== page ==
Recommended Daily Calorie Intake

How Many Calories for Fat Loss & Muscle Gain?

Surely you’re familiar with calories in vs calories out. Or the idea of balancing daily calorie intake with calories burned.

Calorie balance is a simple concept. Why then, do so many people struggle to get fit?

The truth is, figuring out how many calories you need is tricky. It depends on several factors including your goal, activity level, and body composition.

For that reason, I’m going to explain calorie balance in simple terms. So you can find your daily calorie intake and reach your fitness goals.

Why Are Calories So Important?

Many trendy diets are based on cutting carbs or eating only specific foods. Sure, these ideas are fun and easy to understand.

However, calorie balance contributes more to fitness than macros and food choices combined.

You see, calorie balance is like your bank account. What you spend your money on (macros, foods) matters way less than the total amount of money you spend (calories).

To put in another way: You won’t get rich if you don’t understand your account balance. And you won’t get fit if you don’t understand your calorie balance.

Understanding Calories In vs Calories Out

Calories Out

Generally you expend energy in two ways – metabolism and activity.

The energy needed just to stay alive is called BMR (base metabolic rate). Most other energy expenditure is daily activity like walking around or exercising.

All the energy you burn in a days is called TDEE (total daily energy expenditure). Below is how your TDEE might look on days you workout compared to days you don’t

Calories In

Your calorie intake should go up and down with your activity level. In other words, higher on days you workout and lower on days you rest. But the number of calories you eat also depends on your goal.

Based on actual calorie intake data from 1,990 individuals.

Recommended Daily Calorie Intake

Calorie Intake for Fat Loss

When it comes to weight loss, daily calorie intake should be less than calories burned. Also called a calorie deficit.

Calories In < Calories Out = Calorie Deficit

Most often, people choose to reduce ‘calories in’ to create a bigger deficit. However, your metabolism slows down when you consistently undereat.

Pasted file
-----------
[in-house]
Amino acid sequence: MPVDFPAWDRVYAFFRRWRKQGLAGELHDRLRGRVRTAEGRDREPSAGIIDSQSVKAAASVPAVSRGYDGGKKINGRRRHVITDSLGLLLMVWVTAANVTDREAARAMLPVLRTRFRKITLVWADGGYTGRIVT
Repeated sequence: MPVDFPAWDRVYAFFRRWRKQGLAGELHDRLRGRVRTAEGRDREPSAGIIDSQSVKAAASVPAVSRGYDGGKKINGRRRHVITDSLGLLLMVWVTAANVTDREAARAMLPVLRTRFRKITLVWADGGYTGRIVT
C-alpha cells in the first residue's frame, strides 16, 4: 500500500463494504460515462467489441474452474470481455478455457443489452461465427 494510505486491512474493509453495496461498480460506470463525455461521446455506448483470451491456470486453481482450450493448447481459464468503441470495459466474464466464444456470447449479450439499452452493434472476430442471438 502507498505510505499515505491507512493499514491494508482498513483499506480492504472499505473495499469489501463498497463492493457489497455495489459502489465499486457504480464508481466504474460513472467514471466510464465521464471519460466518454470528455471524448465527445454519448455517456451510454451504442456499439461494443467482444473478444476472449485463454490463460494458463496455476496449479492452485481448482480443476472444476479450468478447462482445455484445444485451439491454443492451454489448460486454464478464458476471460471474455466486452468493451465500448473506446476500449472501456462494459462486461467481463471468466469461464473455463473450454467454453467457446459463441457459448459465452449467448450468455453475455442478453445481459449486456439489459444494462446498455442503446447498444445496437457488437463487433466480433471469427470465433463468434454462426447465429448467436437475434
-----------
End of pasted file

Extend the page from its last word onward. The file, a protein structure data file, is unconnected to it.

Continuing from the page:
Why Traditional Calorie Deficit Diets Fail

As a result, you lose muscle and it’s harder to burn fat. To avoid muscle wasting, target calories above BMR but below TDEE. That way you feed your metabolism yet create a deficit for sustainable fat loss.

daily calorie intake for fat loss

Another way to create a bigger deficit is by increasing ‘calories out’. In other words, you increase exercise and activity.

As you can see, you create a larger calorie deficit when you exercise. And that allows you to eat a little more. Thereby maximizing fat loss while fueling your metabolism.

Find Your Personal Calorie Deficit for Fat Loss

Calorie Intake for Muscle Gain

For muscle gain, daily calorie intake should be more than calories burned. Also called a calorie surplus.

Calories In > Calories Out = Calorie Surplus

In order to create this surplus, you have to increase ‘calories in’ by eating more. But it’s not always that simple.

daily calorie intake for muscle gain

If you struggle to gain weight, most likely you still aren’t eating enough. Even if you feel full all the time.

In that case, it can be necessary to reduce ‘calories out’ by being less active. Of course, you need to do resistance training workouts. But cut back on cardio and other physical activity if necessary.

Find Your Personal Calorie Surplus for Muscle Gain

Maintenance Calorie Intake

In order to maintain your weight, daily calorie intake should be about the same as calories burned. Most often the goal is actually to lose fat and increase muscle simultaneously. Also called body recomposition.

Calories In ≈ Calories Out = Recomposition

For body recomposition, your calorie intake may be slightly more or less than calories burned. It depends on your current body composition.

daily calorie intake for recomposition

For example, you should be in a slight deficit if you have a high body fat percentage. So you prioritize fat loss without losing lean mass.

On the other hand, you should be in a slight surplus if you have a low body fat percentage. That way you prioritize increasing lean mass without adding fat.

How To Know If Body Recomposition Is The Right Goal For You

Tracking Calorie Intake

As mentioned earlier, you must track calories to succeed on a diet. Just as you have to track your finances in order to adhere to a budget.

While you could tally up the calories in the food you eat, I recommend counting macros instead. Usually what you’re counting is grams.

Carbs, fat, and protein have a constant number of calories per gram. So by tracking macros, you also control your calorie intake.

How to Count Macros in 3 Simple Steps

Get Fit Without Counting Calories or Macros

I realize that counting calories is a pain. In fact, 5 minutes a day counting calories adds up to over 30 hours a year!

The solution is a Custom Meal Plan that takes care of everything for you.

daily calorie intake meal plan
  • Personalized calorie intake based on your activity level and goal

  • Daily menu with multiple options for each meal

  • Mobile-friendly grocery list to make shopping easy

  • Custom recipes that fit your calories and macros – no counting necessary!

Customize Your Plan

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